What is the AIA?

"The Archaeological Institute of America (AIA) is North America's oldest and largest organization devoted to the world of archaeology with over 200,000 members belonging to more than 100 local AIA societies in the United States, Canada, and overseas, united by a shared passion for archaeology and its role in furthering human knowledge."

Join AIA NOLA

You can become a member of AIA NOLA by joining the Archaeological Institute of America and indicating your interest in the New Orleans Society. Memberships include a subscription either to the American Journal of Archaeology or to Archaeology magazine. Student memberships are available.

Go to the AIA website for more details and to join!

 

Upcoming lectures

  • Oct 2012
  • Feb 2013
  • Apr 2013

GHOST SHIPS OF THE  KLONDIKE GOLD RUSH


A Lecture by
Dr. Robyn Woodward
The Anna Marguerite McCann and Robert D. Taggart Lectureship in Underwater Archaeology

Tuesday, October 30, 2012
Nunemaker Auditorium
Monroe Hall, 3rd floor
8 pm
free admission and free parking on campus

Since 2005 a small team of volunteer underwater archaeologists and surveyors have been in a race against time to document the historic shipwrecks along the Yukon River between from Lake Bennett north to Dawson City in Canada’s northern Yukon Territory.   Of the 290-plus sternwheelers and steam-tugs known to have plied the river only two intact vessels survive as National Historic sites. This fleet of ships was the primary method of transportation during the great Klondike and later Alaska Gold Rushes in the late 19th and early 20th centuries. During the fall “ice-up” ships were either pulled ashore or backed into sloughs to prevent them from being crushed and as a result, numerous vessels were abandoned in remote locations.  Collectively, the Yukon River “ghost fleet” represents the largest and best-preserved collections of western river sternwheelers many of which exhibit features of nautical architecture that is reminiscent of pre-Civil war vessels. Dr. Woodward will present an illustrated lecture on the history, landscape and vessels of this dynamic period of North American history.

Co-sponsored by the Office of the Provost, the Classical Studies program and the New Orleans Society of the Archaeological Institute of America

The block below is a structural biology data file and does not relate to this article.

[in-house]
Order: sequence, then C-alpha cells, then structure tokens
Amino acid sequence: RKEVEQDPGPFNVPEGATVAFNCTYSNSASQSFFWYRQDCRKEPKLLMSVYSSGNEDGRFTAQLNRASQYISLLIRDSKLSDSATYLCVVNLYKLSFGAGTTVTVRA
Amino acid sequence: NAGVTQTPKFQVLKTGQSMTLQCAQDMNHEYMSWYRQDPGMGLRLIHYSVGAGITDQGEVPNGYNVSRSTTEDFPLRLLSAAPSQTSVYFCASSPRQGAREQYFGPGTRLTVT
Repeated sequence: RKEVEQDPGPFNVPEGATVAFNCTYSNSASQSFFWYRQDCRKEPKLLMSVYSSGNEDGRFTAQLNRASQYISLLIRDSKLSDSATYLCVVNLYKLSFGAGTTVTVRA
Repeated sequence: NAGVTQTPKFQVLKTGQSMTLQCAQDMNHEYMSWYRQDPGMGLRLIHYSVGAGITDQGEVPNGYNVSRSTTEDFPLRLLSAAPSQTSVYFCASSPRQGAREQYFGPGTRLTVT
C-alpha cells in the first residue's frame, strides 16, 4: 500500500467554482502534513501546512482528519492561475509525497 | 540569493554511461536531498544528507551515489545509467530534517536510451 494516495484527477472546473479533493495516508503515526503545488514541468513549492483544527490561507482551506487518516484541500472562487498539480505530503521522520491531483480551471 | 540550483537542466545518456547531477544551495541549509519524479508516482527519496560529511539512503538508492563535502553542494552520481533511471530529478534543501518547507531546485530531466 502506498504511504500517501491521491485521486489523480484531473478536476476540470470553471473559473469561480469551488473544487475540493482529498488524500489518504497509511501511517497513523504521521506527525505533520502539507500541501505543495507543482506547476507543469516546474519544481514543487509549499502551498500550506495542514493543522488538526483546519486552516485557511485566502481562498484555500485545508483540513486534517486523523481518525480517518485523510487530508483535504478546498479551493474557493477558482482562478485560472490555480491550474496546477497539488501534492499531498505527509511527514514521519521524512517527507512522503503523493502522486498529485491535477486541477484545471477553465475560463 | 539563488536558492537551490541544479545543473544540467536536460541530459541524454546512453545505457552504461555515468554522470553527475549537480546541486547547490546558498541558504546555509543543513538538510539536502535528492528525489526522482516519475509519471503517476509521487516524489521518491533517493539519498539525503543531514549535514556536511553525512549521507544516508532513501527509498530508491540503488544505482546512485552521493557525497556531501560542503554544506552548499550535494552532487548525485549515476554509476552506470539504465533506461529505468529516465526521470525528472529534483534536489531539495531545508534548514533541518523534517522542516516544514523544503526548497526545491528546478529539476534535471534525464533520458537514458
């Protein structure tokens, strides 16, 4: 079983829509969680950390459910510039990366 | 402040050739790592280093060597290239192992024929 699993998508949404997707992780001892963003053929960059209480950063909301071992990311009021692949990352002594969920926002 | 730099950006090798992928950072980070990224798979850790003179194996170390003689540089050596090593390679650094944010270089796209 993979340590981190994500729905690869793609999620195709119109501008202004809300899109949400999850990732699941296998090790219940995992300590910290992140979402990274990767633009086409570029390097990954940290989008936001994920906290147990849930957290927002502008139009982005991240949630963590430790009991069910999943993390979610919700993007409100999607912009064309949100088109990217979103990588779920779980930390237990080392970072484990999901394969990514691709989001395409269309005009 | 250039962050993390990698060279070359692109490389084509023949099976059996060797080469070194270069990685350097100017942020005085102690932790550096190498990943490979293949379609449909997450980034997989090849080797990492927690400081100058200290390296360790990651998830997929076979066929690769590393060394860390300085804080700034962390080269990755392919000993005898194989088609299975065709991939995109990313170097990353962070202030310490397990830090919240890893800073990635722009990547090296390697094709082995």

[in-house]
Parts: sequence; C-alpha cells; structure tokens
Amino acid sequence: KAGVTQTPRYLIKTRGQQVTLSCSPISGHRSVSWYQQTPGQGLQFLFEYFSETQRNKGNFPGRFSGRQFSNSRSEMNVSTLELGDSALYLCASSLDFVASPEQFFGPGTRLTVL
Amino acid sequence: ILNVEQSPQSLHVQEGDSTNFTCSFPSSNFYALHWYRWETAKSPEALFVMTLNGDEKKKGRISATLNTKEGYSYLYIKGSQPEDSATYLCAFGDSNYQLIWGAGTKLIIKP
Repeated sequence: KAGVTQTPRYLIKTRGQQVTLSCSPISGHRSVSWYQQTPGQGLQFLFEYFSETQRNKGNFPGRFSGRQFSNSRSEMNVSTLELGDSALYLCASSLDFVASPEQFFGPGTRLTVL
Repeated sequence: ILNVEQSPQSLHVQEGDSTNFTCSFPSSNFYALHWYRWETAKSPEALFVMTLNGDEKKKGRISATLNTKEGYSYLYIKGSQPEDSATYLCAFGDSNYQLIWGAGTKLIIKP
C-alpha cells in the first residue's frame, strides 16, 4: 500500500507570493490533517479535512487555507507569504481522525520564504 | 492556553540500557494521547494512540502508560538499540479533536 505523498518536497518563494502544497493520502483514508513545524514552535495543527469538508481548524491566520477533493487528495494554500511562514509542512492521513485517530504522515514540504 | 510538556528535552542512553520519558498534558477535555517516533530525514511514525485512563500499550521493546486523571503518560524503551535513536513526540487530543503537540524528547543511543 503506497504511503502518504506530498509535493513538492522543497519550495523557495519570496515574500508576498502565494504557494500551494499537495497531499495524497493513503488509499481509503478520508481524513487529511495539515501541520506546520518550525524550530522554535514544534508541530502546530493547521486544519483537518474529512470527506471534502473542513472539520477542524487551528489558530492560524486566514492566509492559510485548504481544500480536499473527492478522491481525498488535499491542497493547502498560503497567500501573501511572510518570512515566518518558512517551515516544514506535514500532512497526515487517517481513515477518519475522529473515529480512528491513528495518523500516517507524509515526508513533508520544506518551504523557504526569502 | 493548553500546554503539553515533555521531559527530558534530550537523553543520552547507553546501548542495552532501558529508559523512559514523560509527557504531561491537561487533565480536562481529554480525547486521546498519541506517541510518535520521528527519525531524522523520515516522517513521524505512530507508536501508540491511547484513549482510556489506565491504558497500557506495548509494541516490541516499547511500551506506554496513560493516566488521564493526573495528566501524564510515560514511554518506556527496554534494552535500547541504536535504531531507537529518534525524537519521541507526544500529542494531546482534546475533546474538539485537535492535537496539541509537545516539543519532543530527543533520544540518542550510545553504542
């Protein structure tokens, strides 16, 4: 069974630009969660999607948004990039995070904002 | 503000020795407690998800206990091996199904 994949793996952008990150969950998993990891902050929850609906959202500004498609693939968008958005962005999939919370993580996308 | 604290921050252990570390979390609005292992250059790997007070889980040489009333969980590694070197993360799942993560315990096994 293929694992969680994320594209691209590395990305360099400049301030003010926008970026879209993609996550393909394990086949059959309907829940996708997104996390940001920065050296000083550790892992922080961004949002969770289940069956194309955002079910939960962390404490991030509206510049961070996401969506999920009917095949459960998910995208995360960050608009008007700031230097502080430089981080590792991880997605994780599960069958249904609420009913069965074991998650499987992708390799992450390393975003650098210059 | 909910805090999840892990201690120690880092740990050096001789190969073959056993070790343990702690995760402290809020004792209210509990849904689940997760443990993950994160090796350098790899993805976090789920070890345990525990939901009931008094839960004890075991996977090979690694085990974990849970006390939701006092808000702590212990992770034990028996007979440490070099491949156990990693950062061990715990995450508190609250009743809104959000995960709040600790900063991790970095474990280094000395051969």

For more information, contact Prof. Connie Rodriguez, rodrigue@loyno.edu.

Sacred Art from the Armenian Orthodox Churches of Istanbul


A Lecture by
Dr. Ronald Marchese

Wednesday, February 20, 2013
Nunemaker Auditorium
Monroe Hall, 3rd floor
8 pm
free admission and free parking on campus

Like many collections, the Armenian Orthodox Church treasuries in Istanbul contain objects that were never meant to be displayed in a museum or appear in a book. Their primary purpose was to serve, honor, and glorify God. Acquired over many centuries, such objects were more than metal, stone, wood, and definitely more than complicated composition and elaborate iconography. They were a physical testament to religious belief that symbolized the intense spiritual convictions of the lay community.

The objects under study – those that make up a corpus of previously unstudied and unknown artifacts - are a physical reminder and tribute to a people who tenaciously maintained a national identity through the objects they produced, donated, and used in the celebration of their faith. They defined a unique style of religious art, the “Constantinople Style” that reflected the opulence and grandeur of a city many Armenians came to love as their own. Through their labor the city and the Church prospered and, in time, the community became one of the most important ethnic groups in Istanbul.

Co-sponsored by the Office of the Provost, the Classical Studies program and the New Orleans Society of the Archaeological Institute of America

For more information, contact Prof. Connie Rodriguez, rodrigue@loyno.edu.

Living low on the seas of Late Bronze Age eastern Mediterranean


A Lecture by
Dr. Nicolle Hirshfeld


The Kershaw Lectures in Near East Archaeology
Archaeological Institute of America

Monday, April 8, 2013
Nunemaker Auditorium
Monroe Hall, 3rd floor
8 pm
free admission and free parking on campus

In the summer of 2010, fifty years after the excavation that pioneered underwater archaeology as a scientific discipline, the lecturer co-directed, with George Bass and a Turkish colleague, Harun Özdaş, a return to Gelidonya.  The starting point for this lecture is a report on that season and what more we have learned about the shipwreck since the publication of the original excavation.

Co-sponsored by the Office of the Provost, the Classical Studies program and the New Orleans Society of the Archaeological Institute of America

For more information, contact Prof. Connie Rodriguez, rodrigue@loyno.edu.